it must be Allen, who I had never actually met before. He asked
the ticket agent if he had seen two Americans about, to which I
replied on behalf of the agent "yes, they are here" or
something to that effect. Misunderstanding this he turned to look
in the station, and I had to hastily add: "No, no, here, right
here, we are who you are looking for!" He did not seem entirely
convinced at first, but we held the train till he could get a ticket
due to talking and looking at photos I did not notice much of the
train ride! It turns out we both have an interest in Austin Sevens
- he has one and I wish I had one. We arrived at Kidderminster,
where Allen was prepared to pay up on the pint he owed me for a
past favor. And here is where I have a shocking confession to make,
I had been feeling poorly since the previous day, and had to let
Allen off the hook as I had no wish to antagonize my stomach. It
galled me to do so, by which you can judge the serious of my discomfort!
Allen and my brother went off to explore Kidderminster, whilst I
was content just to sit on a bench in the sun, and read the current
NCR. It was then I discovered belatedly my role in the Malcomgate
conspiracy. Perhaps I had a closer escape then I'd realized, after
all Malcom did personally fix me up a rally burger himself, was
it a warning, an attempt to silence me, had he read something I
Actually I think it was some clever trick on Allen's behalf to get
out of buying a pint, but damned if I can figure out how he did
it! [Postscript: Malcomgate only makes sense to those in the LDMCC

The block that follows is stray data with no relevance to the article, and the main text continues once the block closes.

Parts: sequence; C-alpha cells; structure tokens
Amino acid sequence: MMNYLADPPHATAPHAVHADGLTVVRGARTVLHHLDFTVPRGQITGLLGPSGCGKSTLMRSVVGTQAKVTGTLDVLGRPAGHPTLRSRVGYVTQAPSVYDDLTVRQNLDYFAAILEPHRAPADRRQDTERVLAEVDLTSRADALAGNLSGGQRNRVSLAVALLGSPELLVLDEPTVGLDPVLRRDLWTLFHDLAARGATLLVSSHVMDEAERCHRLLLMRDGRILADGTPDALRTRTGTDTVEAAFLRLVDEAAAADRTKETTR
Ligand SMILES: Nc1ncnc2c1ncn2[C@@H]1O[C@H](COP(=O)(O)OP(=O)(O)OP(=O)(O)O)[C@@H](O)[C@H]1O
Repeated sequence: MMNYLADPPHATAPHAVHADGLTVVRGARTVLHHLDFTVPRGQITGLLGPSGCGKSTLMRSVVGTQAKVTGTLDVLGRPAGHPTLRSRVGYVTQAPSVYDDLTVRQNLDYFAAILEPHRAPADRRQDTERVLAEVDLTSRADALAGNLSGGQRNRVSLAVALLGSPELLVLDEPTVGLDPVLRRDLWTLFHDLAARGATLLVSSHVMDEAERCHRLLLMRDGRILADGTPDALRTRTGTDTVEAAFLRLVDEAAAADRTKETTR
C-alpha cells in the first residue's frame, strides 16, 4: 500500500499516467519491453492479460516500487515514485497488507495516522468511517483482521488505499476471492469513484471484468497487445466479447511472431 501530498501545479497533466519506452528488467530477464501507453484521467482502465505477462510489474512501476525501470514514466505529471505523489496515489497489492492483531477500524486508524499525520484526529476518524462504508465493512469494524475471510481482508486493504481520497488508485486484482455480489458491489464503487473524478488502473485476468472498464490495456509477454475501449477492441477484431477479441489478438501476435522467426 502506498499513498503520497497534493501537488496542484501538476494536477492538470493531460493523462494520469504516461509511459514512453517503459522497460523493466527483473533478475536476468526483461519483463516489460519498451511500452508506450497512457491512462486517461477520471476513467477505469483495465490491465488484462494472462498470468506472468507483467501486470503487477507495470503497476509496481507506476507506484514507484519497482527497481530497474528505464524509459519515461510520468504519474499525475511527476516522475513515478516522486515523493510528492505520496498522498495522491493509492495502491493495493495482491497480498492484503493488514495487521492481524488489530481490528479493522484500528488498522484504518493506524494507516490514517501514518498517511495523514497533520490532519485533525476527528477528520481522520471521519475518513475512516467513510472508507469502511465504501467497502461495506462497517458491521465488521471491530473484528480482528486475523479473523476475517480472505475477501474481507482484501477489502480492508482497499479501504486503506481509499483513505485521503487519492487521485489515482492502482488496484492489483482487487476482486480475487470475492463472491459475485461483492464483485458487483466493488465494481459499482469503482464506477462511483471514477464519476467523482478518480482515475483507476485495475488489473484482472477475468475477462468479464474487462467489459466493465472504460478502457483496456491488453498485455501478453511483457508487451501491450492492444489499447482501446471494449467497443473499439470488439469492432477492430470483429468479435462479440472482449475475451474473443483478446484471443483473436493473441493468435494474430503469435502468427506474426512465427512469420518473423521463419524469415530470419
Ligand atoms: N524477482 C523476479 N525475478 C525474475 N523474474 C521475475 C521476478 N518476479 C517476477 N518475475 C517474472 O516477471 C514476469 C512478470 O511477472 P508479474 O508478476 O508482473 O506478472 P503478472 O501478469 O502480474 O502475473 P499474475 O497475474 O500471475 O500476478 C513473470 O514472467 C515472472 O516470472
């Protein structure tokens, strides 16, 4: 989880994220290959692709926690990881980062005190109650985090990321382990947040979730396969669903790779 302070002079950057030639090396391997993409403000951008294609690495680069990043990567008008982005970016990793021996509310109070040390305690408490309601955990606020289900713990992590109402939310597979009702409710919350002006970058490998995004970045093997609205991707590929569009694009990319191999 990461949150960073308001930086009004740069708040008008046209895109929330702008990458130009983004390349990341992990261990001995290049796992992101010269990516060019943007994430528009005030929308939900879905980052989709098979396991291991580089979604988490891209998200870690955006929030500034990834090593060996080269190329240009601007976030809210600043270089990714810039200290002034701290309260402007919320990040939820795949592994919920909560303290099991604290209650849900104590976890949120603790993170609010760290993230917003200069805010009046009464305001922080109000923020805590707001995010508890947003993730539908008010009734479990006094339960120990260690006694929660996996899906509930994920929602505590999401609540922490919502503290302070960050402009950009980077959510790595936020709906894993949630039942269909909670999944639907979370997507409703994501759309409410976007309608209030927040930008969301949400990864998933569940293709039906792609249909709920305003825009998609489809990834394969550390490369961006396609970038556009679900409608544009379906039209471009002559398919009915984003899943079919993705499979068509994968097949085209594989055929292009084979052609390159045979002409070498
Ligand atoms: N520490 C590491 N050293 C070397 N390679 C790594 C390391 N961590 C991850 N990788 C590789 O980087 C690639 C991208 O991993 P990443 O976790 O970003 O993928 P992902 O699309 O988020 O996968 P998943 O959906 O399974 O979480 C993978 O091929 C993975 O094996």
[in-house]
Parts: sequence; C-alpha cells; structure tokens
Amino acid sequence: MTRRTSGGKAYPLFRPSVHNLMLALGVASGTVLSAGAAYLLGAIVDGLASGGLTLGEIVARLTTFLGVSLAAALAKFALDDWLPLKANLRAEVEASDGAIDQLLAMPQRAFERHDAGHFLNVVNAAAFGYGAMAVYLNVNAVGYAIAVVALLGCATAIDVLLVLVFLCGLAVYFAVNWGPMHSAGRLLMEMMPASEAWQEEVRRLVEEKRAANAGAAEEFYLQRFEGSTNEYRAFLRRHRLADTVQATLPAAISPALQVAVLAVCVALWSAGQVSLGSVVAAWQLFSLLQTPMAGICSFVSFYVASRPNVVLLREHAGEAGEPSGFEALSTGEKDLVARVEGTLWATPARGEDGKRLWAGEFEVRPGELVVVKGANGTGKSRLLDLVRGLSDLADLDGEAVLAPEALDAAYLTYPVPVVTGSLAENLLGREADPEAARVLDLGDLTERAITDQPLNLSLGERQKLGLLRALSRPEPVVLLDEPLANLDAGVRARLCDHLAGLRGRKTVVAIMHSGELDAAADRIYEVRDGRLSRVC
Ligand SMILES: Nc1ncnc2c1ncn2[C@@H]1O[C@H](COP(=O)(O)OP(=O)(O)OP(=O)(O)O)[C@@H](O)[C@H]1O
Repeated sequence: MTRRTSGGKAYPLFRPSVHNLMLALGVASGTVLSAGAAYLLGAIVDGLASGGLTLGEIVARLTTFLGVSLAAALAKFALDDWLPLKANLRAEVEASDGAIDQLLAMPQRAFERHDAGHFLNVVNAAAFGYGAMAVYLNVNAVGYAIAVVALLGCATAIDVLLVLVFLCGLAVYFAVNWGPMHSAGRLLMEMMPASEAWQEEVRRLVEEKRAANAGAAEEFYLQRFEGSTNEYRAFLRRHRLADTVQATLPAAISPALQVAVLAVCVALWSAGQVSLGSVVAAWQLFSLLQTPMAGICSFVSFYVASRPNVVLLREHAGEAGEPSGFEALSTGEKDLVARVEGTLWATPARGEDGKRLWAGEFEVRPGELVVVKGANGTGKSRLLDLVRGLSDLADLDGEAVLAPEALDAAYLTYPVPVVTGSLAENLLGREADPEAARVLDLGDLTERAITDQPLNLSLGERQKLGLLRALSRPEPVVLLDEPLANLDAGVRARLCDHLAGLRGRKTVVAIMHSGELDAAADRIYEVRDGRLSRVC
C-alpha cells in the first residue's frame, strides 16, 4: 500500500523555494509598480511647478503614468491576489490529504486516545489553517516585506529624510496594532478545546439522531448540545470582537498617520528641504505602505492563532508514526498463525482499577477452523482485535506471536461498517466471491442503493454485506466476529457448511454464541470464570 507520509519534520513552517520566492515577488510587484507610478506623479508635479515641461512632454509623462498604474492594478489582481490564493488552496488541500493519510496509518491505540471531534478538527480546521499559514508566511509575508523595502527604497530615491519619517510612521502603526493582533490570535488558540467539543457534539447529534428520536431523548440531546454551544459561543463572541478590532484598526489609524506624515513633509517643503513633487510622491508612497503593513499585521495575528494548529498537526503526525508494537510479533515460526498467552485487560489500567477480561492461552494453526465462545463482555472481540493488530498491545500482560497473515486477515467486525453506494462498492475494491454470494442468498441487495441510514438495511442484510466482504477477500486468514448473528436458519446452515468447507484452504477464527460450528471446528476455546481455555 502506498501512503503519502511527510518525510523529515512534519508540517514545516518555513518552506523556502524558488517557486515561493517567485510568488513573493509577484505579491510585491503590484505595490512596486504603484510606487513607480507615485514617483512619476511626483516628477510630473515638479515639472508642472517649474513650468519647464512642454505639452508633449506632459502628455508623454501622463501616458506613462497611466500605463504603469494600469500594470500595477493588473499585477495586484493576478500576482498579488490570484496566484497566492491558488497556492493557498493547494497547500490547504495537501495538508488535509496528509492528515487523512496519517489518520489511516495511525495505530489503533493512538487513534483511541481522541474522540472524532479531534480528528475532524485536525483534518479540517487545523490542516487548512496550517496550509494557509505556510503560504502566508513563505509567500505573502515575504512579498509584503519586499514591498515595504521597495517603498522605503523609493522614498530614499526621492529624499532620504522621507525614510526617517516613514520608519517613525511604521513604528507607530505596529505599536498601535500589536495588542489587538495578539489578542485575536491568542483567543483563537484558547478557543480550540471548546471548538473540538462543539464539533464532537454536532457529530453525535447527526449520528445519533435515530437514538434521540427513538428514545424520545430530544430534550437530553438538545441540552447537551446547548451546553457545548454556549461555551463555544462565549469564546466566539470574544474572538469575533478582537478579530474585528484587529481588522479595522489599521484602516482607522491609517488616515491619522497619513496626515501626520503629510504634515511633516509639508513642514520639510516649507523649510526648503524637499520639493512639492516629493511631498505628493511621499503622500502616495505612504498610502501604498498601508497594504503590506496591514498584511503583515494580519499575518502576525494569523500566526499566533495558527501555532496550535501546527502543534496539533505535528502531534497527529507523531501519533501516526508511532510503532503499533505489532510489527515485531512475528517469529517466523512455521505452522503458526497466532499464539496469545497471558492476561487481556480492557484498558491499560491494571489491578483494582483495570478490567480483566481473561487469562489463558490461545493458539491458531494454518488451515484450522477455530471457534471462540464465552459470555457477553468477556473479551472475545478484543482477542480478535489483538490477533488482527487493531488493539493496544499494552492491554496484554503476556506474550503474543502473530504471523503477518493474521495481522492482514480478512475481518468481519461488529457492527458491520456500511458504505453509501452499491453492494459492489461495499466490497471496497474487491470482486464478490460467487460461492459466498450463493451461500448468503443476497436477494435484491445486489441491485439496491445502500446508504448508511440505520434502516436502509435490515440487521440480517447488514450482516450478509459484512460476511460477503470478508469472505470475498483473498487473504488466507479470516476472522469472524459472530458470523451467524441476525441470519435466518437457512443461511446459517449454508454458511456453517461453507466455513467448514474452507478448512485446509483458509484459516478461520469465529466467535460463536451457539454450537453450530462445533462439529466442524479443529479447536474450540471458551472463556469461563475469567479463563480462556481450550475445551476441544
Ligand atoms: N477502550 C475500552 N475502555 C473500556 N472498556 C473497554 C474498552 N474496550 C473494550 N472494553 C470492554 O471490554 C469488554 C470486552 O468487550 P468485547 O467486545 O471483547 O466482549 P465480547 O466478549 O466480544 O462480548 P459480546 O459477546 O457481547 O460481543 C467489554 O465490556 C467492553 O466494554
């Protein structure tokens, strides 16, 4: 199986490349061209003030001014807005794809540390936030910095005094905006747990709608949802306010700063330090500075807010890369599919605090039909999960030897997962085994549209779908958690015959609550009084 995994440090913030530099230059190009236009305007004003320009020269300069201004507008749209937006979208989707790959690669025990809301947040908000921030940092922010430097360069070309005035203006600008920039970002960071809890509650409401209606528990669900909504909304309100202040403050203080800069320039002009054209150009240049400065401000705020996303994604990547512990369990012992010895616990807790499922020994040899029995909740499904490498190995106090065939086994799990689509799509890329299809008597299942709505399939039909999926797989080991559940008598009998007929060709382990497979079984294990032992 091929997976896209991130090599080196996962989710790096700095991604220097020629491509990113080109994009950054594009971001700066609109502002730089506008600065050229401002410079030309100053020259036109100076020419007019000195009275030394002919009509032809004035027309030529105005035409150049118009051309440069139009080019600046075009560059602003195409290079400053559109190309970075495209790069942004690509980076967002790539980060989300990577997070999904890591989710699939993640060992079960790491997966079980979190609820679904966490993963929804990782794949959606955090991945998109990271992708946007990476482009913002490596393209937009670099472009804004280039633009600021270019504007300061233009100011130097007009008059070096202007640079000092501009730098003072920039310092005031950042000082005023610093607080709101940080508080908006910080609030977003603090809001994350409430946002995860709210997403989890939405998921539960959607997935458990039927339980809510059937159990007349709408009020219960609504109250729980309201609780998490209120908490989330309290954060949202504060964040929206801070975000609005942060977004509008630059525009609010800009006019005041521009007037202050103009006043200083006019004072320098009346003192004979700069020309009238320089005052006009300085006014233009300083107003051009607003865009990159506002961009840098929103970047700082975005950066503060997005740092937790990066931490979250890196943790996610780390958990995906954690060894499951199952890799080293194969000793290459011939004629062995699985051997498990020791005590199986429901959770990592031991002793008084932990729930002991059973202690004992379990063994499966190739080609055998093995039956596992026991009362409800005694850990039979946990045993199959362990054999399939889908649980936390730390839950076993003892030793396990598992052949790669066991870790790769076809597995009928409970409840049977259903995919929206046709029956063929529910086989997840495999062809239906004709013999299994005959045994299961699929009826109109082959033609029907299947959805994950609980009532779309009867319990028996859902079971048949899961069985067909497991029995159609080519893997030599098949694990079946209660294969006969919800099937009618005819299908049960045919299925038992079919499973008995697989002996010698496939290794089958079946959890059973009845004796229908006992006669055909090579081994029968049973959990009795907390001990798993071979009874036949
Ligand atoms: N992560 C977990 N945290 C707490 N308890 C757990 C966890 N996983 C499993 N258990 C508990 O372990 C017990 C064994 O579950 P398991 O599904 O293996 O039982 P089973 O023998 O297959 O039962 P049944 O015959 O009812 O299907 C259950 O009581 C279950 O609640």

at the time, reading the events as they developed (or were created!)
in the NCR. And I am not sure it made complete sense even then.
It is too difficult a joke to explain the nuances here.]
Still we had
a good time, but sad to say one can not poke around the Bridgenorth
engine sheds no more, despite Allen trying argue his way in saying
we had come all the way from America to do so; well, er, sort of!
As you can guess by now, I also like old steam trains.
Bidding our leave, we were due to join the LDMCC Northern Section
at The Railway (pub) that evening for club night. They had also
found us a local B&B, though finding it was a bit tricky. Actually
we came upon The Railway first, then turned back. Next we tried
what seemed to be the correct lane, this lead to an abandon military
depot. The next dirt lane to nowhere actually turned out to be the
correct one, leading to the Logwood Mill, our B&B. Inexpensive,
quiet, and spotless; a very good pick by the Northern section, though
it turned out they had exactly the same trouble locating it as we
did, and it is only a quarter mile down the road from The Railway,
We arrived back at The Railway by 8:00pm, and it seemed everyone
was already there, in fact it was packed. Concerned for my stomach,
I tried to gracefully decline a pint, a futile action if there ever
was one in that crowd. Much to my dismay, rather than upsetting
it, I suddenly felt a whole lot better. Damn!, Allen got off Scot
One member brought along some tools which he thought he might stump
me with, but I guessed them before he had them halfway out of the
bag. Better luck next time! Then to add insult to injury I inquired
when he was going to start using his Plus model which I had seen
at the rally. Seems he has been! My mistake, it looked so clean,
I really ought to start paying closer attention to past NCR issues!
My thanks to The Northern section for a jolly evening. We also got
some handy tips on the I.o.M., where we were next bound.
The next day was a leisurely drive up to Heysham to catch the midday
ferry to the Island. As we had a little time to spare we located
Brunnel Engineering (model steam) and got a tour of the machine
shop. The old gent that was working there gave up his lunch break
to show us around, once he found out we dabbled with old machinery
The ferry trip over to Douglas was uneventful, though it seemed
we left the sun behind in Heysham. We took the Mountain Electric